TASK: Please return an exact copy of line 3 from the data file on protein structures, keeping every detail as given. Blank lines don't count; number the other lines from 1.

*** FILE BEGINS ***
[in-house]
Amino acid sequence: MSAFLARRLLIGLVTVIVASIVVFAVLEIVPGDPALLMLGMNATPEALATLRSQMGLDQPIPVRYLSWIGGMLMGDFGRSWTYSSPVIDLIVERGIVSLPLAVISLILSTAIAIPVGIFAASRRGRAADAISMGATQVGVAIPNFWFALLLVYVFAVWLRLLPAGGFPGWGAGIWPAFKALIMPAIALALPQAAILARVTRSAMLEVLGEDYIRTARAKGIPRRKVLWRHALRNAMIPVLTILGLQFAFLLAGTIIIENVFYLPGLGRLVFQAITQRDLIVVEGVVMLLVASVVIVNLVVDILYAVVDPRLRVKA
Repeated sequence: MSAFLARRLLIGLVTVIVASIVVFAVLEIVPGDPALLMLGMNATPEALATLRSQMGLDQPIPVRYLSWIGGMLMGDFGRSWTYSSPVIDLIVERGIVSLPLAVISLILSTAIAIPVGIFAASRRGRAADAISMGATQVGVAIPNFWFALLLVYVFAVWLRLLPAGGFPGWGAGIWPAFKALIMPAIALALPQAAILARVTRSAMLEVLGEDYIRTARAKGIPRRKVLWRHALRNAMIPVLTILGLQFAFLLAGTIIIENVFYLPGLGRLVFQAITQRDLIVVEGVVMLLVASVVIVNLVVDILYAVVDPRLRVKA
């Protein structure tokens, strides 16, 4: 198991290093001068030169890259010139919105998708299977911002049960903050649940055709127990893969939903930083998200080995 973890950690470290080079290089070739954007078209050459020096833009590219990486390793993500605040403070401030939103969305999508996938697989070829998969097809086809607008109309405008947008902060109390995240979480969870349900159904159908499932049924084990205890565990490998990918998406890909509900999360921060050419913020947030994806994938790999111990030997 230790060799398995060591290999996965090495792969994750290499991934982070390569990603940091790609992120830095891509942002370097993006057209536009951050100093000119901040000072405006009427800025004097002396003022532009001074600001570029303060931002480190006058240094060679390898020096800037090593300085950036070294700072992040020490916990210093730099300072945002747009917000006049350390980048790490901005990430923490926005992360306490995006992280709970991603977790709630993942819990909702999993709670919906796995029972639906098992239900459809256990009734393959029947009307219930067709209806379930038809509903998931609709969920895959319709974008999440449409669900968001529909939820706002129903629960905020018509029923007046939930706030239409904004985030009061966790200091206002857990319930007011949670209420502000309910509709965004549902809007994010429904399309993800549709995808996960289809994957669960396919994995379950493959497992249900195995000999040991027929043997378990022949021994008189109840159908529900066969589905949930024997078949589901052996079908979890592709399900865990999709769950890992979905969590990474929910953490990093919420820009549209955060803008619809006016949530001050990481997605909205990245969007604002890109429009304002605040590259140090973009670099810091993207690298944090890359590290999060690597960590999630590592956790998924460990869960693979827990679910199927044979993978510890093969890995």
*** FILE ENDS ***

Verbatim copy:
Repeated sequence: MSAFLARRLLIGLVTVIVASIVVFAVLEIVPGDPALLMLGMNATPEALATLRSQMGLDQPIPVRYLSWIGGMLMGDFGRSWTYSSPVIDLIVERGIVSLPLAVISLILSTAIAIPVGIFAASRRGRAADAISMGATQVGVAIPNFWFALLLVYVFAVWLRLLPAGGFPGWGAGIWPAFKALIMPAIALALPQAAILARVTRSAMLEVLGEDYIRTARAKGIPRRKVLWRHALRNAMIPVLTILGLQFAFLLAGTIIIENVFYLPGLGRLVFQAITQRDLIVVEGVVMLLVASVVIVNLVVDILYAVVDPRLRVKA